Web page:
How much practicing should be enough for a beginner?
So, today I had this conversation with my sister(S) where she told me(M) that 1 hour of practice is 'that's its'.
This is how the conversation went:
S: you didn't play your violin today.
M: yes I did.
M: I did. For about an hour.
S: that's it?
M: a lot of professionals and teachers don't recommend that beginners push themselves.
(This statement of mine turned our convo into a fight)
A few days before when i told her I played for half an hour that day she said i won't get better that way. She plays the acoustic guitar.
I want to know why she says that. Is it too little practice?
Most beginners don't practice a lot (<1 hour per day) is because they have little material to work on. Plus, their body is just getting used to playing. If you play something like 4+ hours a day for a beginner, you could get really tired and maybe even hurt yourself.
"Beginner" is too broad.
From previous postings by Violetta, she has only been playing for a few months and is teaching herself due to severe challenges getting lessons.
Ryan, i agree. It helps to definite ones abilities more clearly. Not to derail but could you elaborate on where you situate your categories wrt etudes and répertoires, in terms of technique learnt (or perhaps in terms of violinmasterclass.com levels)? You could then perhaps give what you think is an appropriate practice session for the categories It might be too much for a post so I understand if you don't have the time :)
I think that nobody could say that a student practicing 1 hour a day, everyday, is slacking. It's good.
As much as your 1st neighbour - cohabitant can tolerate!
Violetta, I would say practice as much as you want to, especially as a beginner, there are so much out there to inspire you, why limit yourself the chances of learning at such budding stage? I don't know about you, for me, it's always a golden period of learning when I first start something as I would get obsessed and want to do it again and again.
Ideally, "practice" should be a lifestyle, not a single act.
Hour a day is good enough.
What Eric said.
An hour a day is good, and I find a minimum if one wishes to make progress. More is better, but not all at once. Better to break it into 30-45min sessions.
Open strings, 30 mins per day last for half a year.
Practice as much as you can where you stay relaxed and focused. You have to find the total amount and frequency that works for you, but if you are cutting off your practice for an arbitrary reason, then you won't make as much progress. Of course, it's hard to stay focused for a whole hour. You can always experiment with two 45-minute sessions.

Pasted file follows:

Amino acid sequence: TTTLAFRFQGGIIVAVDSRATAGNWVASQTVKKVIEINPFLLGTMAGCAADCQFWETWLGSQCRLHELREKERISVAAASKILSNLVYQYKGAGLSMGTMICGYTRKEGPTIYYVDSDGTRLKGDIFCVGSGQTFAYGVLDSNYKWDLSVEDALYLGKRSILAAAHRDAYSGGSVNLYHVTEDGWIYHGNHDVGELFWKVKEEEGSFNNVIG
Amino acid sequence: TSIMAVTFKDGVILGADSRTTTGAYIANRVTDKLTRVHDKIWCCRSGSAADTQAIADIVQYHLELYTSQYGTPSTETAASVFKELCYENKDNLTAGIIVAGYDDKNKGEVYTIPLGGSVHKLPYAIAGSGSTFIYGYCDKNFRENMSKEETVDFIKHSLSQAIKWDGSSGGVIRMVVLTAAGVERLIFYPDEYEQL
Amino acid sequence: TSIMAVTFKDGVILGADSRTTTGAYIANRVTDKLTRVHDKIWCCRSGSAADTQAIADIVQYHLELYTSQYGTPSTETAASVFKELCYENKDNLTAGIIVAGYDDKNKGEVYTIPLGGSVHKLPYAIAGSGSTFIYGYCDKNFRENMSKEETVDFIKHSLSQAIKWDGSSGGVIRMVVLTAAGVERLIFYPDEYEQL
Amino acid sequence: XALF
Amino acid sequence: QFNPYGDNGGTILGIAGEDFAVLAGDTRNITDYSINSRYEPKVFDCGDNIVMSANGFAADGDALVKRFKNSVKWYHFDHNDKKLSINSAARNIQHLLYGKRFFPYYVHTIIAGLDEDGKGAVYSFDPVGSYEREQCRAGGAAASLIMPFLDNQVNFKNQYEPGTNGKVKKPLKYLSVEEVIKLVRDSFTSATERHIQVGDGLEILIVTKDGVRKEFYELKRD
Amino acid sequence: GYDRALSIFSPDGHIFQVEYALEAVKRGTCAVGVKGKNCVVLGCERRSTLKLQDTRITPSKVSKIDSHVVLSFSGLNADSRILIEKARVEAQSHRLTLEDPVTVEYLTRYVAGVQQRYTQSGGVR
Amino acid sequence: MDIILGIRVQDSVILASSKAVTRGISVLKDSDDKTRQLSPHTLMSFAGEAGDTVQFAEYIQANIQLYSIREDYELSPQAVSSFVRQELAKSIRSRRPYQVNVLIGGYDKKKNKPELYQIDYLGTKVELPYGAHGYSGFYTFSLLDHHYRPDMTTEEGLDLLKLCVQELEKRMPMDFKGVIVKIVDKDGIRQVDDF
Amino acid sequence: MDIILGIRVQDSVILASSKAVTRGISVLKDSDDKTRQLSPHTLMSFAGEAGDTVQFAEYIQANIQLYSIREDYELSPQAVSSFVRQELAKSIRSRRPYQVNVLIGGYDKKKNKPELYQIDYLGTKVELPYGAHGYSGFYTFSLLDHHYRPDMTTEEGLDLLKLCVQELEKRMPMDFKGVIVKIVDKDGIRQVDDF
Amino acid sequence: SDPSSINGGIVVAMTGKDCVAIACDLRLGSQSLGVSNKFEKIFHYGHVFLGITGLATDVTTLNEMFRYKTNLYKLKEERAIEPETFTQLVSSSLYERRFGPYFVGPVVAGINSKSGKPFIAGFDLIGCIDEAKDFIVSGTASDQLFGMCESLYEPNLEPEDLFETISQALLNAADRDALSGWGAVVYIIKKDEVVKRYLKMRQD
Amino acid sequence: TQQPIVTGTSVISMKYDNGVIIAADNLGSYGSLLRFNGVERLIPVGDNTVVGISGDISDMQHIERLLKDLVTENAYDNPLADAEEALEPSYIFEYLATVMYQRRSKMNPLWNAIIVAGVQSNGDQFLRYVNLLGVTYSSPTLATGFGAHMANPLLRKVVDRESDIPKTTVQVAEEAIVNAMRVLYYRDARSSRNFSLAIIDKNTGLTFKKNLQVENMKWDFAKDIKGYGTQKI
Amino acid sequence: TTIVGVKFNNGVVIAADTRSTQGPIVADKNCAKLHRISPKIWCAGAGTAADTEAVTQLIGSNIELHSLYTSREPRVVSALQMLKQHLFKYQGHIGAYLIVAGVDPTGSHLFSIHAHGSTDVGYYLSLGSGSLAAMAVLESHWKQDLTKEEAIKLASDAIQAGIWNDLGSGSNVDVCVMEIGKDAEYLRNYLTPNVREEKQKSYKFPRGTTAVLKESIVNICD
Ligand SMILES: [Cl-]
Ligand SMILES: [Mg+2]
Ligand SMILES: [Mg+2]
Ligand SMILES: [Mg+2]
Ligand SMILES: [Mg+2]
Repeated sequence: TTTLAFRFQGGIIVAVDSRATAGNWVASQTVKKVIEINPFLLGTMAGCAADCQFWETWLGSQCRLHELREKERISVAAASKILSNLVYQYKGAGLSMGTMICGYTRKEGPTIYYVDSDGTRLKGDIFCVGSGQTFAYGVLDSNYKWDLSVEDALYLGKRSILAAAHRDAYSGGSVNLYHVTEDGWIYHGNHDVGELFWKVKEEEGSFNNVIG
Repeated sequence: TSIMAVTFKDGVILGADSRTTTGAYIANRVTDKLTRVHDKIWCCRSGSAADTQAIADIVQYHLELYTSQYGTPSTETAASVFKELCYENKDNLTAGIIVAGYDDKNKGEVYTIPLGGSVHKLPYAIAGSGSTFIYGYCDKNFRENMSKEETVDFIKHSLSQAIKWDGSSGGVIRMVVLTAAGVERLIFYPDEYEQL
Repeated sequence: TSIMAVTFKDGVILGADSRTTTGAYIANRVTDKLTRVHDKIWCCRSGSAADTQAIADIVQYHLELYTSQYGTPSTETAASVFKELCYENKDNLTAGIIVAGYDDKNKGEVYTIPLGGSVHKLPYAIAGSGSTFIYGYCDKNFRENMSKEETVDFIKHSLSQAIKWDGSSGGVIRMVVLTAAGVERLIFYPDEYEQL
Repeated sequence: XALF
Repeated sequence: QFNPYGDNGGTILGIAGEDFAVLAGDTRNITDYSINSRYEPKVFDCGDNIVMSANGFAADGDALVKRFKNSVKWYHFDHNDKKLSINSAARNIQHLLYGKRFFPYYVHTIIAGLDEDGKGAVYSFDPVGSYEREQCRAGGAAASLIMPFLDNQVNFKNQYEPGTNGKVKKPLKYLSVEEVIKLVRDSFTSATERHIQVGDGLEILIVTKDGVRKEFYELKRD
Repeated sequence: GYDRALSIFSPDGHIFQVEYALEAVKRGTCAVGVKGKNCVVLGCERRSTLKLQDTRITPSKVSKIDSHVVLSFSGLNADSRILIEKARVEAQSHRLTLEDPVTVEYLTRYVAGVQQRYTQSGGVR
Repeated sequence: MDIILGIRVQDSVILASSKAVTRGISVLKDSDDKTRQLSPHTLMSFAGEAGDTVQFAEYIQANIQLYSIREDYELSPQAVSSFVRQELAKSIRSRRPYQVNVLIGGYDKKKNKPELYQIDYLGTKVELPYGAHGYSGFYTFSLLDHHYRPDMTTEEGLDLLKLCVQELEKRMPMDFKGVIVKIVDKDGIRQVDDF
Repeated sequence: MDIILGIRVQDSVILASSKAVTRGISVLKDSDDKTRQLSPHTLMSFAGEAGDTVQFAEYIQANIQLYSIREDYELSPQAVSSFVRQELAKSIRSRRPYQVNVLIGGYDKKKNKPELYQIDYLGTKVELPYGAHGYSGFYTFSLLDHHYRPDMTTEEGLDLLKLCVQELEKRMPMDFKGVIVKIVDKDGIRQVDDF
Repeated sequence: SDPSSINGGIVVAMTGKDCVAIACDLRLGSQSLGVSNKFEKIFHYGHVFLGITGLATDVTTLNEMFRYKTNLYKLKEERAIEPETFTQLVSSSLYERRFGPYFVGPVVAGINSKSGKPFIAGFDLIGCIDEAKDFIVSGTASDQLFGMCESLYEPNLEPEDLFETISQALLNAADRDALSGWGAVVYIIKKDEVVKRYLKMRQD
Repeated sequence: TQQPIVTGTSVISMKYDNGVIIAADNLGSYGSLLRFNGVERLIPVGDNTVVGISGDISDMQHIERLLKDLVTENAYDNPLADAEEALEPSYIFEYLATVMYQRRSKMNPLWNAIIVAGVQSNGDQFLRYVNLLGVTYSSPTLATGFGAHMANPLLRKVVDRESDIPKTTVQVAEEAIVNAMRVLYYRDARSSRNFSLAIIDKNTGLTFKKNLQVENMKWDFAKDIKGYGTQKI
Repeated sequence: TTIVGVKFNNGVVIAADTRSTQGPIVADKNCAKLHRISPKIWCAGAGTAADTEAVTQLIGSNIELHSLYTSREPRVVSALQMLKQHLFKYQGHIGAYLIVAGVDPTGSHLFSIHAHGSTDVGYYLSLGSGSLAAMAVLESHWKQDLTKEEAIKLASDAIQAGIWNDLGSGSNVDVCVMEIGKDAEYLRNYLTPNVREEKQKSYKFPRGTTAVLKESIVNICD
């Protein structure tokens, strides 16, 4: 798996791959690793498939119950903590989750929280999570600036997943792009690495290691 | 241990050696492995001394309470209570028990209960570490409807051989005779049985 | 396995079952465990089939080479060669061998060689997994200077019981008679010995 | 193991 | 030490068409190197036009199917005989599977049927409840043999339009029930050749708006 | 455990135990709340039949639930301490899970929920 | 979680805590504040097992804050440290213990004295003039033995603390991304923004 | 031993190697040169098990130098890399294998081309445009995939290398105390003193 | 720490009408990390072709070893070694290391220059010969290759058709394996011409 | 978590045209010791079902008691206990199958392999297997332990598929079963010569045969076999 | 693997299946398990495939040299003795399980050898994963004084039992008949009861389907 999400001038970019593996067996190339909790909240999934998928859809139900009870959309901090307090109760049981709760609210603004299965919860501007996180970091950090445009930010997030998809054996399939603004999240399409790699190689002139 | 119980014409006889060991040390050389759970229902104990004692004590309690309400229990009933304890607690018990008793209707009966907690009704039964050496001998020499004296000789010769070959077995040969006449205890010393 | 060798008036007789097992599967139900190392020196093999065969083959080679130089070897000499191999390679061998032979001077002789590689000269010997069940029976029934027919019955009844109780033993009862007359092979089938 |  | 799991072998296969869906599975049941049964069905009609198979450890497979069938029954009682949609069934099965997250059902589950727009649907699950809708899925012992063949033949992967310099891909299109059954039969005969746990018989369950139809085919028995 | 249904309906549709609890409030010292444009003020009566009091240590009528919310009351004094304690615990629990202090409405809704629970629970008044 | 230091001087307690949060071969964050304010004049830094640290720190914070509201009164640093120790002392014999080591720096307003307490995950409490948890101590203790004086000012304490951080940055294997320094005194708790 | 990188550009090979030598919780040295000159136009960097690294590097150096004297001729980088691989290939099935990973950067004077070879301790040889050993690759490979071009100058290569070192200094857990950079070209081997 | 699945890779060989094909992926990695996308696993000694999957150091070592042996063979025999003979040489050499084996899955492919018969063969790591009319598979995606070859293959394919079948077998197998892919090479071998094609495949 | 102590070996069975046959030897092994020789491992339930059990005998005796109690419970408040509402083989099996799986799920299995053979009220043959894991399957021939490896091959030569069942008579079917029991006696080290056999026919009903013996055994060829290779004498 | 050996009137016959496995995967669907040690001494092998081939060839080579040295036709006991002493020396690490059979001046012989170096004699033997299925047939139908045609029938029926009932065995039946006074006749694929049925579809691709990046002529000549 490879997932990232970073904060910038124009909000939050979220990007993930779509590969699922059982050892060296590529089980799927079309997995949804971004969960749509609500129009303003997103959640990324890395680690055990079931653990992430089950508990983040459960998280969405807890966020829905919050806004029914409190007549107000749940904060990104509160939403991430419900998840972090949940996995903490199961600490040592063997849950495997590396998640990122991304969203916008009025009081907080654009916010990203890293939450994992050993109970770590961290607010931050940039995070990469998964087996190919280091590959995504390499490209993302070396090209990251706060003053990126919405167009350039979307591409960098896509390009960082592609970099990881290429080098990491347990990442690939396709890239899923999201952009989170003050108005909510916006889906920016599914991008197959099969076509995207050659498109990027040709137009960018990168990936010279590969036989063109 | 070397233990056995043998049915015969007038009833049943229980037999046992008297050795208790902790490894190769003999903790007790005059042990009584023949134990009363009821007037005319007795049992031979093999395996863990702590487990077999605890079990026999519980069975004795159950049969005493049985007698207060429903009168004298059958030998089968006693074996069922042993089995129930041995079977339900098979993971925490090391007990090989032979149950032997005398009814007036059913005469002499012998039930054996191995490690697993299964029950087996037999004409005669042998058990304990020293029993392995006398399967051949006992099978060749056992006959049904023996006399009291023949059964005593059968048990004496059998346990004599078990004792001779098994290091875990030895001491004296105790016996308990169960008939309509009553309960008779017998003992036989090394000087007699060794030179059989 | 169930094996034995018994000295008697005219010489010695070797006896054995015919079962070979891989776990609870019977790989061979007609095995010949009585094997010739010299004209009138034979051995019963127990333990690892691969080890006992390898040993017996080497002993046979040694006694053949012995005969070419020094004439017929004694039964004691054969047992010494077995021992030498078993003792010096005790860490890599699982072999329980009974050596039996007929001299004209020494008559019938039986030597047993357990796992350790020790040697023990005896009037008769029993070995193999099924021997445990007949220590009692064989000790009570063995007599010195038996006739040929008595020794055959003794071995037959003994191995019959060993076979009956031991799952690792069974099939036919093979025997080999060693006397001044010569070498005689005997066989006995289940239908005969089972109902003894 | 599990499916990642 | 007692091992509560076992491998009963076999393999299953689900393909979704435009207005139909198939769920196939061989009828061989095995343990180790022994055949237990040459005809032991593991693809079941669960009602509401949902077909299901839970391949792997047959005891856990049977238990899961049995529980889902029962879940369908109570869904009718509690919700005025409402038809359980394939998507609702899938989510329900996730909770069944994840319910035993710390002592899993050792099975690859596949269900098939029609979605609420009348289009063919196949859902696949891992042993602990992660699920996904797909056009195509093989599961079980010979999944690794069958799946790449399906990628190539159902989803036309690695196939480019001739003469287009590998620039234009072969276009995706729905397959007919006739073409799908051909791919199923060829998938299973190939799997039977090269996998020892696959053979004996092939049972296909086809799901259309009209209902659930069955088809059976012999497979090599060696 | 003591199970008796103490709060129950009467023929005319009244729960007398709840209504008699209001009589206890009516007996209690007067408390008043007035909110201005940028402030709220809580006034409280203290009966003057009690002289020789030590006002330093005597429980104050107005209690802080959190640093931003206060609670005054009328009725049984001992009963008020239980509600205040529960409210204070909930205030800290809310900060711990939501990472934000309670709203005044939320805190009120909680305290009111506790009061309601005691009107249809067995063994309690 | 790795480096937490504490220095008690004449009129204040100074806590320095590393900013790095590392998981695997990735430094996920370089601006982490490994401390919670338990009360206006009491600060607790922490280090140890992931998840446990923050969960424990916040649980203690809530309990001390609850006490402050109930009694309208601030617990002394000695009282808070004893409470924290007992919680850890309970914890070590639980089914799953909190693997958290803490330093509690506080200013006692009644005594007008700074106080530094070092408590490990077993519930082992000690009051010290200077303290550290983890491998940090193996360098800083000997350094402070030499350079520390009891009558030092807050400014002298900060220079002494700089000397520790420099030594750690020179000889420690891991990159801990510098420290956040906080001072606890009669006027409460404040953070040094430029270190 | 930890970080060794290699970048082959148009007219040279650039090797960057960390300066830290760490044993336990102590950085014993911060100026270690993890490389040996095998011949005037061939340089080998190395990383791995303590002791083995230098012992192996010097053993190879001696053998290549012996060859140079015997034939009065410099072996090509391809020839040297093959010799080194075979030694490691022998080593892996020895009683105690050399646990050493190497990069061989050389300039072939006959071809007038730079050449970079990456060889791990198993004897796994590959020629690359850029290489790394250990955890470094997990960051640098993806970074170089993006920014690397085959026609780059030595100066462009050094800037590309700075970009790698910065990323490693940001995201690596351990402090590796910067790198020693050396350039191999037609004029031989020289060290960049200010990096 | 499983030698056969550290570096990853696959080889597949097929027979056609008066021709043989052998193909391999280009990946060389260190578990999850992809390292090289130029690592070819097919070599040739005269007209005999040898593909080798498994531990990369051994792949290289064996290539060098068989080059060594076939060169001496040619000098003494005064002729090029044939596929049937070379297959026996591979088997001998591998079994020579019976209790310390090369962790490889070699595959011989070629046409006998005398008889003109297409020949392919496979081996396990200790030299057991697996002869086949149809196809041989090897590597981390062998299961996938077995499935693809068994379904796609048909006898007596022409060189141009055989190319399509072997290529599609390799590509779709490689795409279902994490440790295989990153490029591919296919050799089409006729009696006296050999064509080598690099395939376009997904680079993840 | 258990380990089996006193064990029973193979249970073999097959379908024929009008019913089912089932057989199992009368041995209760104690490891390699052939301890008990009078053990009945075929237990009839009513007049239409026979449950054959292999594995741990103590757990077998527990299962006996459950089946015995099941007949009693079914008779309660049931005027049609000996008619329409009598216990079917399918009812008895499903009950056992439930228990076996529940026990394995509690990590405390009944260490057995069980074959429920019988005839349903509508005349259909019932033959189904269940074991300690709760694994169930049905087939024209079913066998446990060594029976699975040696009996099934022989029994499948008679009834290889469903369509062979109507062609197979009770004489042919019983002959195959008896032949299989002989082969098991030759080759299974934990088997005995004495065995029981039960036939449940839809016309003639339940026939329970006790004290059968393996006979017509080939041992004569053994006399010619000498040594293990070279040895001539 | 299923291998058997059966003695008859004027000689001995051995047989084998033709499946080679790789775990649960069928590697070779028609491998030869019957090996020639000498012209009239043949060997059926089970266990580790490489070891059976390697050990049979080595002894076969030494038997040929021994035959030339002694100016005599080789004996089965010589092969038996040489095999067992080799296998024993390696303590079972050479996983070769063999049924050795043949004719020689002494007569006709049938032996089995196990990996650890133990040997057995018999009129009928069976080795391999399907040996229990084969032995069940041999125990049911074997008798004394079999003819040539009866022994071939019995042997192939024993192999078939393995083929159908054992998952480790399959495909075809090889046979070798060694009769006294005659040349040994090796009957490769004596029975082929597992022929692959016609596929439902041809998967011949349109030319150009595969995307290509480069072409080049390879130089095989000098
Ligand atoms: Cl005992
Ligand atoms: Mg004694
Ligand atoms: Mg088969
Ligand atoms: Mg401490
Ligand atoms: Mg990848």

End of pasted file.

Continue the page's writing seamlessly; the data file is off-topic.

Violetta, there really is no "minimum" amount of time to improve. So, for your sister to say that you "won't improve" with an hour a day is simply incorrect. In fact, you could improve with only 10 minutes a day. The process of improvement isn't binary (on/off). It is dynamic and you can improve with fairly small amounts of practice. However, you will improve at a rate proportional to the amount of practice that happens. So as a general rule, someone who practices an hour a day will improve at double the rate of someone who practices 30 minutes per day.
During my violin life as well as my academic life I've tended to use "frustration point" as the place to stop practice/study. I've learned that going way beyond the frustration point yields little to no progress.
Tutti, I find your plan unbalanced, like doing push-ups before learning to walk. A beginner deserves well chosen musical goals right from the beginning, and well chosen "technique" enables them to achieve those goals.
Adrian Heath, it is not important whether you will send your children or friends to the plan I described, what I have described is based on professional training schedule in conservatories in our country. For every learner, a solid technique is foundation and necessary requirement for long-term progress, I think Auer would also agree with me.
Tutti, the OP asked about beginners. To the best of my knowledge, Auer never taught beginners, either as children or adults; his method confirms this. The first volume (open strings only) I use as supplementary or remedial work, but not as a beginner's "method".
I'd even say drilling on open strings for long periods each day is a total waste of time for a beginner. You need enough overall familiarity with the instrument to know what you're trying to accomplish with that open string practice.
I inherited two students who had done a year in this way. One was left-handed, and her left hand had no problem "leading" such a well-trained right hand; the other was right-handed, and the "awakening" of the left hand to its newly dominant role was very frustrating.
It's less about time and more about the intelligence of your approach and the depth of your concentration.
I've been reading this with rapt attention. Here's my .000002 worth.
For the first year beginner, 1/2 hour per day, every day, is about right. More than that might risk locking-in some bad mechanical habits. At any level I think that one hour of technical work is enough to maintain and improve skills: warm-up, exercises, scales and arpeggios, one bowing etude, one left-hand etude. One of my teachers had this method with beginners; three short lessons per week (!), and the violin stayed with the teacher, no practicing at all, until they were ready to practice on their own.